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In a City Called Providence

a $10 Million Reparations Budget

Becomes Law


It seems fitting that in a city called Providence, a $10 Million reparations budget has become a law. Mayor Jorge Elorza of Providence, RI, signed this budget into law on November 18th, 2022. Previously named the Covid-19 Equities Budget, this reparations budget was first met with deep skepticism, yet has seemingly become the template for other US cities to follow suit.

What It’s For

The city of Providence put together a Municipal Reparations Commission which decided how funds from the American Rescue Plan Act would be spent to close the racial equity gap. The City Council approved their proposal and the budget came before Mayor Elorza for his signature. The chairperson for the Commission, Mr. Rodney Davis, said at the signing that the budget was conceived “to close this wealth gap that is separating people because of the inequity in the systems around us.”

Elorza himself takes pride that his city was the first in the nation to sign a reparations budget into law, believing the actions taken by Providence should be the model for cities across the country to put reparations into practice. He firmly believes that placing Black voices within committees and commissions for city policymaking is key. These voices will then be able to best utilize and distribute reparations budgets nationwide. This strategy of Elorza’s in Providence is one-of-a-kind, and has not been matched by any other city in the United States.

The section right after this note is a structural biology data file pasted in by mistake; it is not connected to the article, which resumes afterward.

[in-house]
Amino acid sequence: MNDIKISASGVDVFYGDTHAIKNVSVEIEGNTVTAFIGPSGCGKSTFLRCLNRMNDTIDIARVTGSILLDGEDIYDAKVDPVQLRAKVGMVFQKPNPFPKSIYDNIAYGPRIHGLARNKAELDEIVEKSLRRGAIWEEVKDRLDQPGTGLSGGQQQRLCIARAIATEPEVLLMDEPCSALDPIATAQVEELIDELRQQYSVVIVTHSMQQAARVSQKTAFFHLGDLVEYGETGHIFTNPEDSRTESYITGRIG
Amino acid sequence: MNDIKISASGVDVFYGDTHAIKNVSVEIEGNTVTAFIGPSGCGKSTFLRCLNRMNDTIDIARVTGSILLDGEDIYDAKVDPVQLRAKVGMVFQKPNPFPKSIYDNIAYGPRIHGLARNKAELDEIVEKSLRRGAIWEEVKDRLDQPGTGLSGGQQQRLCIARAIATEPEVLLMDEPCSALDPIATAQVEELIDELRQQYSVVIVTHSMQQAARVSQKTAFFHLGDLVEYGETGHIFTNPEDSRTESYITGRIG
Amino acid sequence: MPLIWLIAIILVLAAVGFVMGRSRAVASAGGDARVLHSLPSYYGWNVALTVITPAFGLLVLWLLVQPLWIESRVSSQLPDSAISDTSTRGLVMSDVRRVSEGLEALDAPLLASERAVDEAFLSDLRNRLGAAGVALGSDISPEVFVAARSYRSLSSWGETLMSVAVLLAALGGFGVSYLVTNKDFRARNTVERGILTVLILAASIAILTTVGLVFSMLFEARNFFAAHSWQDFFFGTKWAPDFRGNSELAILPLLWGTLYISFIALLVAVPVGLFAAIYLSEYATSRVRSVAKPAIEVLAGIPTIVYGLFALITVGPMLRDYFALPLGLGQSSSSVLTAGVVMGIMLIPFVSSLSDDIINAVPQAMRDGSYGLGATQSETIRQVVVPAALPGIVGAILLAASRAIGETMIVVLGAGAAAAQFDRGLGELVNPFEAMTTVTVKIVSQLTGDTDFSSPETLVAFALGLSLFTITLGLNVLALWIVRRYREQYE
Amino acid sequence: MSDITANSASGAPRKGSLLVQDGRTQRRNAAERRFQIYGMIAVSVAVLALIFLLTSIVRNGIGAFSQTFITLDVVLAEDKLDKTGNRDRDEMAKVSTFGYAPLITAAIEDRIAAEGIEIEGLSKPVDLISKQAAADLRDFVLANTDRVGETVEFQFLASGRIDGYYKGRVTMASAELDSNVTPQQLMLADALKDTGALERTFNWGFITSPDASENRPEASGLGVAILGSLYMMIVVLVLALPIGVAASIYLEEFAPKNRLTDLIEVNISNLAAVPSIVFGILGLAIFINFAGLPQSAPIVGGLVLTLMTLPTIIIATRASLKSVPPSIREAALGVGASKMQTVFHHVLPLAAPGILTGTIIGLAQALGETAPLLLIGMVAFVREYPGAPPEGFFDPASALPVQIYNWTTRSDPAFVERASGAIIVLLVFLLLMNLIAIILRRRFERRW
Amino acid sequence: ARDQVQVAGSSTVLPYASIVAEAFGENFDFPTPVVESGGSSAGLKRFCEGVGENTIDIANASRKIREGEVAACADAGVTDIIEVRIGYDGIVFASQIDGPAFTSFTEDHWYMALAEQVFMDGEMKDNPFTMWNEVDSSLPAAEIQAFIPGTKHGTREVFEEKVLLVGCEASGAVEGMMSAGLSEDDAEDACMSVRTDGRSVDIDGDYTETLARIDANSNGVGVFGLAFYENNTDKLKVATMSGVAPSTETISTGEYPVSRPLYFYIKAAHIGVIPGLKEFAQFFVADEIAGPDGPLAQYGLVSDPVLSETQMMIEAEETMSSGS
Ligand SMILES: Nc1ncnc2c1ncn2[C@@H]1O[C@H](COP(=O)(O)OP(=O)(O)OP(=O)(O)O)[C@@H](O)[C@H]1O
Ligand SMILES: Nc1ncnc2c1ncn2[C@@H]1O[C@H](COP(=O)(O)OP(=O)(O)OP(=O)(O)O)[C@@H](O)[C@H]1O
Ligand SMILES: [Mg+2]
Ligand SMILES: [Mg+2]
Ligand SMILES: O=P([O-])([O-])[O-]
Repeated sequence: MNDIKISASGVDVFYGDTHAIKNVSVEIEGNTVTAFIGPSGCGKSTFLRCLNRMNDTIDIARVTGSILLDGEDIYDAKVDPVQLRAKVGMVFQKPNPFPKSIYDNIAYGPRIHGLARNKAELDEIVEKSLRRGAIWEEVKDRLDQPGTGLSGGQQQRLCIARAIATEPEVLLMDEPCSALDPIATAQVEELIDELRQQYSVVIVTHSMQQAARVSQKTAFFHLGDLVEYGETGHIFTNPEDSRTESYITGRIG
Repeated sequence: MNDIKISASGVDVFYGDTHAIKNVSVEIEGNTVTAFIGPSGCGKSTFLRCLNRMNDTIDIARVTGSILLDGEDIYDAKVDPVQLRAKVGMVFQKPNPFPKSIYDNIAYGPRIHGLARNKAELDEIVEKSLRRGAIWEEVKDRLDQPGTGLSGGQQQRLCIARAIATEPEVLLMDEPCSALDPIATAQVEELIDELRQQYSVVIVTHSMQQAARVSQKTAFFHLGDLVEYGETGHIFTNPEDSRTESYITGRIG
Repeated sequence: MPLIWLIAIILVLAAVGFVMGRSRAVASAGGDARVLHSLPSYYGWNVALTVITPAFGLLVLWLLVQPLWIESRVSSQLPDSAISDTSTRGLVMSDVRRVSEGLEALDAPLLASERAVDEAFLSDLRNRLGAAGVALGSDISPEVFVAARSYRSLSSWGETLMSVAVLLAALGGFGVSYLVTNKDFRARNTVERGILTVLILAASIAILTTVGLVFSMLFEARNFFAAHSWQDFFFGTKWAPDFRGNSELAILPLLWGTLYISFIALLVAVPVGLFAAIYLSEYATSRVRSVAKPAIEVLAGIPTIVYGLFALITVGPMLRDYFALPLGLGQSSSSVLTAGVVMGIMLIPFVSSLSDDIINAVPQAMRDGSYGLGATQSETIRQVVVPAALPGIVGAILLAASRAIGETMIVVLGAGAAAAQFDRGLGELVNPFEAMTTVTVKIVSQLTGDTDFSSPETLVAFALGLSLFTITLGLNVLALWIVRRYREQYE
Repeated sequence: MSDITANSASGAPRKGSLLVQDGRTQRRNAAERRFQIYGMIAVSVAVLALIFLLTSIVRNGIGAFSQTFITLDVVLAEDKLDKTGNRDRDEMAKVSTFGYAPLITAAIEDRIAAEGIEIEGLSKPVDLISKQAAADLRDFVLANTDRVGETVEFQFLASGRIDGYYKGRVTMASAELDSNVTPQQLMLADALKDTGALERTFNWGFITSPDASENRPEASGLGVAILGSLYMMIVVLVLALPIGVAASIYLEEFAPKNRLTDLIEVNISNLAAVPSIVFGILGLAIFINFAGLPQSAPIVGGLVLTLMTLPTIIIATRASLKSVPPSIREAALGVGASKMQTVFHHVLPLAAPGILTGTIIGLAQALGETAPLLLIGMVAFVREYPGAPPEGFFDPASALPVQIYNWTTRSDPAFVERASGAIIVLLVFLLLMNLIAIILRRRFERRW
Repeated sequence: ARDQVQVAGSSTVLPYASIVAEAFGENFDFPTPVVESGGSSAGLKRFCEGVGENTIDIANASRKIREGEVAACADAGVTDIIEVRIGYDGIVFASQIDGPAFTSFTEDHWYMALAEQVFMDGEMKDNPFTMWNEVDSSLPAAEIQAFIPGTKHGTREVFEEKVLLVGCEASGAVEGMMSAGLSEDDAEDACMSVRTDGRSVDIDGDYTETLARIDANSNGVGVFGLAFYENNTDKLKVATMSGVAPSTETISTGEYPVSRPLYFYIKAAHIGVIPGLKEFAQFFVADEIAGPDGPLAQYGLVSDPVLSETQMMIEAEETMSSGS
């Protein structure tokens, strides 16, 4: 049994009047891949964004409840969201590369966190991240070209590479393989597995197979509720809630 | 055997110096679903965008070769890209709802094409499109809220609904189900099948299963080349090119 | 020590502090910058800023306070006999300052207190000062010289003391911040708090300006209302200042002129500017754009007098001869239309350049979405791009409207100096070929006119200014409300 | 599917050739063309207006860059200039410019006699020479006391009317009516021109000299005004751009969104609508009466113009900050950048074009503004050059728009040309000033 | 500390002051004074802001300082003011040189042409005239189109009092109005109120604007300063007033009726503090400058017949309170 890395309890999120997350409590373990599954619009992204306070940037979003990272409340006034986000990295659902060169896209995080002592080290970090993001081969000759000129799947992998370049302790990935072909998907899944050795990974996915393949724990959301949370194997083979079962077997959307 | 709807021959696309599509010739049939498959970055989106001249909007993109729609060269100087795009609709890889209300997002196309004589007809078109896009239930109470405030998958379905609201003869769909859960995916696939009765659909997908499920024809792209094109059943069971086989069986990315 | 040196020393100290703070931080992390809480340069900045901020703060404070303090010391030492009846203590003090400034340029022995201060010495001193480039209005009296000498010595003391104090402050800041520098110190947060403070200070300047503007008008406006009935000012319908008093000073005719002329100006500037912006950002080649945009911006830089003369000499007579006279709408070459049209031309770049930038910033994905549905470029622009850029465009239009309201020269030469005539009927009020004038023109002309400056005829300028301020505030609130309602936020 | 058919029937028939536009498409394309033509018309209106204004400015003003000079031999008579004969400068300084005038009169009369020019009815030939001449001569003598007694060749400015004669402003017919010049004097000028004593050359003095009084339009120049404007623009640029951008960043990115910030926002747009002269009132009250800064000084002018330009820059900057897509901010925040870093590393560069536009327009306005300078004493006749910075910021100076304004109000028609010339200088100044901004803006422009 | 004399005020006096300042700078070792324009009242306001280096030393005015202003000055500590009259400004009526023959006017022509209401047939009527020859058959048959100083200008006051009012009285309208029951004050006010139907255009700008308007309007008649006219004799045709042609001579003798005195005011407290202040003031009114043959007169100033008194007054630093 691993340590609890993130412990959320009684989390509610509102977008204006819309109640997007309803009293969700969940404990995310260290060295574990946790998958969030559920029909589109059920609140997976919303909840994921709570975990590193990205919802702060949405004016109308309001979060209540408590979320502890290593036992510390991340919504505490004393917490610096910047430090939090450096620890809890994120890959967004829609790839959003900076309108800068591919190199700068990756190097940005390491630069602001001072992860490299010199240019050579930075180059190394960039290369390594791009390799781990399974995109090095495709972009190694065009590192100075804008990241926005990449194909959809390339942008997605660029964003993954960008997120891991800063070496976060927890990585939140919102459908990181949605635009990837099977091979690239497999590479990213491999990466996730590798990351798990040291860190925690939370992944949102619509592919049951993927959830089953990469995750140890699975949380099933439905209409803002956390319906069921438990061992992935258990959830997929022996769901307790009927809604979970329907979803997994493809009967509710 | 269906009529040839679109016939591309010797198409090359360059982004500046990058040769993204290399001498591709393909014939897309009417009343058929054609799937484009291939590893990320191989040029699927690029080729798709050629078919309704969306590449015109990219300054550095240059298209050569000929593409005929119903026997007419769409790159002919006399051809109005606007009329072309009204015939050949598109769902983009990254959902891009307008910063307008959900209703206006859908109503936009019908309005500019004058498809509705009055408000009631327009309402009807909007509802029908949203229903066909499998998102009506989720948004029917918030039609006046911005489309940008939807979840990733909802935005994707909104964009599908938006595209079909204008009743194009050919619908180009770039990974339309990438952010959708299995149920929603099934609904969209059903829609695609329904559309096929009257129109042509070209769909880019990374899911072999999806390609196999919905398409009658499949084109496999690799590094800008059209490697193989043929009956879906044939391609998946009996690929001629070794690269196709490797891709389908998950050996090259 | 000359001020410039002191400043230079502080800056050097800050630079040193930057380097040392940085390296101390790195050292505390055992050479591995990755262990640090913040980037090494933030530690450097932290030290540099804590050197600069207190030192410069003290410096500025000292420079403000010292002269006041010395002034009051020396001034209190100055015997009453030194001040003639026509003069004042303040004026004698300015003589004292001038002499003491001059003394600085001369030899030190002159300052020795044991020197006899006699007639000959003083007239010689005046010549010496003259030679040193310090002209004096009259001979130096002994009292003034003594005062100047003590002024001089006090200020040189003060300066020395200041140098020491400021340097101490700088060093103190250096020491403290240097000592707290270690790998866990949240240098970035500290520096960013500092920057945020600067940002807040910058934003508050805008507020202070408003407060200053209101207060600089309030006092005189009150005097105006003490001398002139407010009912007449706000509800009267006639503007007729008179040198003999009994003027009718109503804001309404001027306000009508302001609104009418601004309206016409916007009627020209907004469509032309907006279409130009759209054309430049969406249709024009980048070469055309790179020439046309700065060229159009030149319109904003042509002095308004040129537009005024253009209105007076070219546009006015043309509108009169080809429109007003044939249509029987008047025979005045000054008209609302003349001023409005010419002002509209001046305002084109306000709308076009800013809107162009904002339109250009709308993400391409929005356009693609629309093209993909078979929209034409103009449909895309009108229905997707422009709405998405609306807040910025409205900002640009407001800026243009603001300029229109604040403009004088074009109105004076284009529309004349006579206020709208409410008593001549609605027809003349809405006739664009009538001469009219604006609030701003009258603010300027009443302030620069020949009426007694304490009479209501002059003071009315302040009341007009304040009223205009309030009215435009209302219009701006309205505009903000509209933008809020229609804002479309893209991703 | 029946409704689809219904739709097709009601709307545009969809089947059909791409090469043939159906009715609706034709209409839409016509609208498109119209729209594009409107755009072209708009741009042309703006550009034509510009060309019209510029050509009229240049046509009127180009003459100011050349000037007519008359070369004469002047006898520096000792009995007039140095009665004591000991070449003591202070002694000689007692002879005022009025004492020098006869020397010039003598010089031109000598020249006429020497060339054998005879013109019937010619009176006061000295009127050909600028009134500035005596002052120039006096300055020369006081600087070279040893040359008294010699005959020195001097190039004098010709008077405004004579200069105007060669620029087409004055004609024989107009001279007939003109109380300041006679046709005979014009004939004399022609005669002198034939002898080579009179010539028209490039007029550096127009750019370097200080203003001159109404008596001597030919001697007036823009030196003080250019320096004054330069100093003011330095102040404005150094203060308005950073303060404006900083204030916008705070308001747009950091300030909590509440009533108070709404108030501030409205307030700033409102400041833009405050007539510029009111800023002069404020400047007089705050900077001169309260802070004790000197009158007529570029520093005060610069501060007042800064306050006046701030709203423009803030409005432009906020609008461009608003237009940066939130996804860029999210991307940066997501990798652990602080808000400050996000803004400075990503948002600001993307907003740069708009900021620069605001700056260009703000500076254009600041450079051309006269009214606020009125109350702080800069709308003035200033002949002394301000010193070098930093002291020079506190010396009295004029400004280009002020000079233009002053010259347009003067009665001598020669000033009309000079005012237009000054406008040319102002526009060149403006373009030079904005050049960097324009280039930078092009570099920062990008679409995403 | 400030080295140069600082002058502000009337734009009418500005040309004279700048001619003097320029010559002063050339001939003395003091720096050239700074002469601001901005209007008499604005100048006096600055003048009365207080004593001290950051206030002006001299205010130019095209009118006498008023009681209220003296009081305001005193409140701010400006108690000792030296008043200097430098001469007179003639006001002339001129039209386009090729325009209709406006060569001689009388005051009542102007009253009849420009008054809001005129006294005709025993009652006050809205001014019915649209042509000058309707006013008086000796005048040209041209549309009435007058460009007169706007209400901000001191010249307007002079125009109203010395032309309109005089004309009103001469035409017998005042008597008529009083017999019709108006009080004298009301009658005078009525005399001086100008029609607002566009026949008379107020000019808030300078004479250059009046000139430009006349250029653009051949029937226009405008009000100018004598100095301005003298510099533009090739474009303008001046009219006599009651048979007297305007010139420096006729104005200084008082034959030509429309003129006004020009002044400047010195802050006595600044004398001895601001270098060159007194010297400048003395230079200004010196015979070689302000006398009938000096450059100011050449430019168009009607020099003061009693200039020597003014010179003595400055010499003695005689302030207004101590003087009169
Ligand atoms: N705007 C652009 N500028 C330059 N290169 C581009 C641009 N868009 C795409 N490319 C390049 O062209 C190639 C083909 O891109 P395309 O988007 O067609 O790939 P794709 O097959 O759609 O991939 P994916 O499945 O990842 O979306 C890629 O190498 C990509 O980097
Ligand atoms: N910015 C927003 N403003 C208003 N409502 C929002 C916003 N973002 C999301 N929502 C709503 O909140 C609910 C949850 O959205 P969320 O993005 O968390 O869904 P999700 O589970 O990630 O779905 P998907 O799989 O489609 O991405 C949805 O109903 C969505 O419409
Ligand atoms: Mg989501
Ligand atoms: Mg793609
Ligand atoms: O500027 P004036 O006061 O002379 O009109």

The Relief it Offers

This $10 Million reparations budget includes funding for certain facets of education and financial stability. Homeownership is often only a dream for some Black and brown families, however with this budget, they will now have an easier time applying for—and being approved for—home loans. Financial literacy (which is why Financial Joy School exists) is another big winner with this budget. Closing the racial wealth gap needs financial education by necessity, and educating poorer communities is one of the first places to start.

Workforce training is also on the docket, to give Black and brown families the wisdom and knowledge of how to work in various industries, how to get hired at higher paying jobs, and how to apply at companies which offer amazing perks such as a 401k, health insurance for the whole family, and much-needed vacation time. 

Small businesses will also benefit from the reparations budget. Not only those already in business, but those that are mere concepts at present. Getting financial help to begin a business is hard enough, but the hill is even steeper for people of color. It takes more work and more sweat to climb your way out of a deeper hole, and the Providence Municipal Reparations Commission understands this. With Black voices on the Commission taking into account the everyday struggles of the average Black family in and around Providence, RI, there is a bright hope at the end of the tunnel that the racial equity gap will soon close in this region. This is a fantastic start and a commendable leap by Mayor Elorza and his team to give a voice to those in need and give financial aid where it’s needed most. Here’s to the rest of the country taking note and following in the footsteps of Providence.

To learn more about investing, closing the racial wealth gap, and growing generational wealth for Black and brown families, please visit Financial Joy School and become a part of our financial family.


Author FJS

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